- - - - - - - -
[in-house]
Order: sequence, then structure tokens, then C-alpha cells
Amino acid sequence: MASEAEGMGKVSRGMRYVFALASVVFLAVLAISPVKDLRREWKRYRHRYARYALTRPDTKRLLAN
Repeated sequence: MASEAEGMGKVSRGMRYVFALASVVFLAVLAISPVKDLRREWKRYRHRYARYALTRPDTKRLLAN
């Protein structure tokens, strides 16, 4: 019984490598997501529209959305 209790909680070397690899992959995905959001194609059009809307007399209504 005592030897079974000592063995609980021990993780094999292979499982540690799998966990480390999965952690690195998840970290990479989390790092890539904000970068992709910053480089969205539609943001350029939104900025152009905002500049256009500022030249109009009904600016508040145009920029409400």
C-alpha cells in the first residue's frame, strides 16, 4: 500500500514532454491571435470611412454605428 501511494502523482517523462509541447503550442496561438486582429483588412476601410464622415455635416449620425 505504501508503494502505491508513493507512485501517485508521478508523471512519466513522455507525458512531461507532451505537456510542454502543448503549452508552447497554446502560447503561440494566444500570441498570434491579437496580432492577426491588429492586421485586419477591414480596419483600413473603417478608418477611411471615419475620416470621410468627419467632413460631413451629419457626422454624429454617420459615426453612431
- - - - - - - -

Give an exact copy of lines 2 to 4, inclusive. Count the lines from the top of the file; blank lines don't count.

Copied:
Order: sequence, then structure tokens, then C-alpha cells
Amino acid sequence: MASEAEGMGKVSRGMRYVFALASVVFLAVLAISPVKDLRREWKRYRHRYARYALTRPDTKRLLAN
Repeated sequence: MASEAEGMGKVSRGMRYVFALASVVFLAVLAISPVKDLRREWKRYRHRYARYALTRPDTKRLLAN